I’m here today to offer a different perspective. I’d like you to close your eyes (well, after you read this part first!) and imagine a holiday made especially for bloggers, specifically those here on A Reading Life. Do you hear each blogger’s distinctive voice? The types of books or music they usually enjoy? Okay, somehow you need to know to open your eyes now, even if you’re not reading this because I told you to close your eyes and you’re obviously an excellent listener. Are you back? Great! I’ve been thinking a lot about my fellow bloggers and have decided to share with you and with them the books I would give them if I had a pile of cash at the ready. The good news is that all of these books are available at the library, and I happen to know they all frequent it.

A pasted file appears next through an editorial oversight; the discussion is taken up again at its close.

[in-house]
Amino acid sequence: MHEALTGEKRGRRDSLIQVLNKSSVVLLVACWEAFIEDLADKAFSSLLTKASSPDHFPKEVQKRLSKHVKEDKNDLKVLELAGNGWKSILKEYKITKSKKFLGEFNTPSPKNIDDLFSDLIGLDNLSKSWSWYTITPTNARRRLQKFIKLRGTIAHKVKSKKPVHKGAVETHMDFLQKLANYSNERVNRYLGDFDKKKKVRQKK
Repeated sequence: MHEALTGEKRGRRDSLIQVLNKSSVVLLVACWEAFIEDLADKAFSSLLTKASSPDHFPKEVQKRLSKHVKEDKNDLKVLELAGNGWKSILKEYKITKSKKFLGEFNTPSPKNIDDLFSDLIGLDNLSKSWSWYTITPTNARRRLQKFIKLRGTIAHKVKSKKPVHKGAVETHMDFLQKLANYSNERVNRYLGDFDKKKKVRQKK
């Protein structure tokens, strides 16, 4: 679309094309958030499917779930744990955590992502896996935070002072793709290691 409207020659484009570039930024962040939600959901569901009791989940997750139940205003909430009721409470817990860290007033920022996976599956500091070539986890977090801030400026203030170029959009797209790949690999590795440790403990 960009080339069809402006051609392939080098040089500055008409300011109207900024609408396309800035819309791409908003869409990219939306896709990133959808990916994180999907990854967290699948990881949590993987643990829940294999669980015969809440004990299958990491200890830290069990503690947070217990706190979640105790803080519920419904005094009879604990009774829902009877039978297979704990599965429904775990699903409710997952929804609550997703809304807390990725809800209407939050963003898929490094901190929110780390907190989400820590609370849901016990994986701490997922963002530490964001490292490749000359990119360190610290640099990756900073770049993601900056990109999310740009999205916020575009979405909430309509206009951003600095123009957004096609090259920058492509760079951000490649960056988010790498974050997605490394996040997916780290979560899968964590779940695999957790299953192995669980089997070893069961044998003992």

Heartwood
Heartwood, you post about books that may have skipped our radar the first go-round and new translations of epic reads. You have a firm grasp of worldwide literary fiction, but I have something more localized in mind. I offer you Writing America: Literary Landmarks from Walden Pond to Wounded Knee by Shelley Fisher Fishkin. This book straddles the line between fiction and nonfiction–those good ole 800s. It takes the reader on a journey throughout the lower 48 and offers deep insight into the places that birthed America’s greatest words, from The Paul Laurence Dunbar House in Dayton, Ohio to Angel Island in San Francisco. There’s even a chapter featuring the 135th Street Branch of the New York Public Library, where the Schomburg Center for Research on Black Culture resides. You will love this book about books featuring a library!

Jennifer